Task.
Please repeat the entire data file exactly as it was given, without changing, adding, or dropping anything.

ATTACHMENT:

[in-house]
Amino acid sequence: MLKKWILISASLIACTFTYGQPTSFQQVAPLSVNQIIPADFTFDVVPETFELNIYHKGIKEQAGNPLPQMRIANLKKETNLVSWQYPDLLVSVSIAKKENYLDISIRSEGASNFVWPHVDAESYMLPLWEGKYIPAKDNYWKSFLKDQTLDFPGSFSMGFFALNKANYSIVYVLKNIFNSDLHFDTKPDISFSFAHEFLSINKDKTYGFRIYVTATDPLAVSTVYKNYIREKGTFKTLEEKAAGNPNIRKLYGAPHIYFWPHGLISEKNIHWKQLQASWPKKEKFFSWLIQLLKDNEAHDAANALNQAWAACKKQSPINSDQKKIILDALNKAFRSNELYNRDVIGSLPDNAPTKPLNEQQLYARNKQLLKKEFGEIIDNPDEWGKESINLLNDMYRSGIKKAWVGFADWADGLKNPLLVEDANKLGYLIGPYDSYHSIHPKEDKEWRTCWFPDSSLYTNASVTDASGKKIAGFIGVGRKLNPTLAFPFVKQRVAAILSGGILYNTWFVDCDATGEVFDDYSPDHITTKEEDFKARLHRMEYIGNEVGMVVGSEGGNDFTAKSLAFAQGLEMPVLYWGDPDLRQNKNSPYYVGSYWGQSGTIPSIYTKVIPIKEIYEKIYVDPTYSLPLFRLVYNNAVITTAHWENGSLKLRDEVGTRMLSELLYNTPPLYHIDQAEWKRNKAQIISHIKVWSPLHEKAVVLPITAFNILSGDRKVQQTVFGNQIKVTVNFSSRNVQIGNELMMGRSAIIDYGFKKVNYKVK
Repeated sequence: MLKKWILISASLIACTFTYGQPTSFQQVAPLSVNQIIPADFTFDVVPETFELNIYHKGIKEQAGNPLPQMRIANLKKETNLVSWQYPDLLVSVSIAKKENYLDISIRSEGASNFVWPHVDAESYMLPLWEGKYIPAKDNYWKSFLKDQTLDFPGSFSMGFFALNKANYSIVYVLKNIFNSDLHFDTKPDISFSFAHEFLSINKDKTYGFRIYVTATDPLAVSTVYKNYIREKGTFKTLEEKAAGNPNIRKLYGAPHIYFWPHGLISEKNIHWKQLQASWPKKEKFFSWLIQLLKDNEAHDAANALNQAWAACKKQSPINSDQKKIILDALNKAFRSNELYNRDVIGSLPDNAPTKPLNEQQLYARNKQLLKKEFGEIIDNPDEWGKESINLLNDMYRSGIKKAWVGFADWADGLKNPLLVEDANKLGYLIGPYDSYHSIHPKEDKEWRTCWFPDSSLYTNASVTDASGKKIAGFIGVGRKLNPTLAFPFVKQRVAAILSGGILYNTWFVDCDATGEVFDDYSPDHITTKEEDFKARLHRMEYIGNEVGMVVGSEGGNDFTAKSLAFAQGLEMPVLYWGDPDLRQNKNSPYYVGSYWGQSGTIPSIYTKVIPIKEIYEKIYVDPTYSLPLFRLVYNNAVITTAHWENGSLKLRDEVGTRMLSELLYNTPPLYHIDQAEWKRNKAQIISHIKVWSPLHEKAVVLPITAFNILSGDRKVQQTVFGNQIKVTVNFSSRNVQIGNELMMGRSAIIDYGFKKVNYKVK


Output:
[in-house]
Amino acid sequence: MLKKWILISASLIACTFTYGQPTSFQQVAPLSVNQIIPADFTFDVVPETFELNIYHKGIKEQAGNPLPQMRIANLKKETNLVSWQYPDLLVSVSIAKKENYLDISIRSEGASNFVWPHVDAESYMLPLWEGKYIPAKDNYWKSFLKDQTLDFPGSFSMGFFALNKANYSIVYVLKNIFNSDLHFDTKPDISFSFAHEFLSINKDKTYGFRIYVTATDPLAVSTVYKNYIREKGTFKTLEEKAAGNPNIRKLYGAPHIYFWPHGLISEKNIHWKQLQASWPKKEKFFSWLIQLLKDNEAHDAANALNQAWAACKKQSPINSDQKKIILDALNKAFRSNELYNRDVIGSLPDNAPTKPLNEQQLYARNKQLLKKEFGEIIDNPDEWGKESINLLNDMYRSGIKKAWVGFADWADGLKNPLLVEDANKLGYLIGPYDSYHSIHPKEDKEWRTCWFPDSSLYTNASVTDASGKKIAGFIGVGRKLNPTLAFPFVKQRVAAILSGGILYNTWFVDCDATGEVFDDYSPDHITTKEEDFKARLHRMEYIGNEVGMVVGSEGGNDFTAKSLAFAQGLEMPVLYWGDPDLRQNKNSPYYVGSYWGQSGTIPSIYTKVIPIKEIYEKIYVDPTYSLPLFRLVYNNAVITTAHWENGSLKLRDEVGTRMLSELLYNTPPLYHIDQAEWKRNKAQIISHIKVWSPLHEKAVVLPITAFNILSGDRKVQQTVFGNQIKVTVNFSSRNVQIGNELMMGRSAIIDYGFKKVNYKVK
Repeated sequence: MLKKWILISASLIACTFTYGQPTSFQQVAPLSVNQIIPADFTFDVVPETFELNIYHKGIKEQAGNPLPQMRIANLKKETNLVSWQYPDLLVSVSIAKKENYLDISIRSEGASNFVWPHVDAESYMLPLWEGKYIPAKDNYWKSFLKDQTLDFPGSFSMGFFALNKANYSIVYVLKNIFNSDLHFDTKPDISFSFAHEFLSINKDKTYGFRIYVTATDPLAVSTVYKNYIREKGTFKTLEEKAAGNPNIRKLYGAPHIYFWPHGLISEKNIHWKQLQASWPKKEKFFSWLIQLLKDNEAHDAANALNQAWAACKKQSPINSDQKKIILDALNKAFRSNELYNRDVIGSLPDNAPTKPLNEQQLYARNKQLLKKEFGEIIDNPDEWGKESINLLNDMYRSGIKKAWVGFADWADGLKNPLLVEDANKLGYLIGPYDSYHSIHPKEDKEWRTCWFPDSSLYTNASVTDASGKKIAGFIGVGRKLNPTLAFPFVKQRVAAILSGGILYNTWFVDCDATGEVFDDYSPDHITTKEEDFKARLHRMEYIGNEVGMVVGSEGGNDFTAKSLAFAQGLEMPVLYWGDPDLRQNKNSPYYVGSYWGQSGTIPSIYTKVIPIKEIYEKIYVDPTYSLPLFRLVYNNAVITTAHWENGSLKLRDEVGTRMLSELLYNTPPLYHIDQAEWKRNKAQIISHIKVWSPLHEKAVVLPITAFNILSGDRKVQQTVFGNQIKVTVNFSSRNVQIGNELMMGRSAIIDYGFKKVNYKVK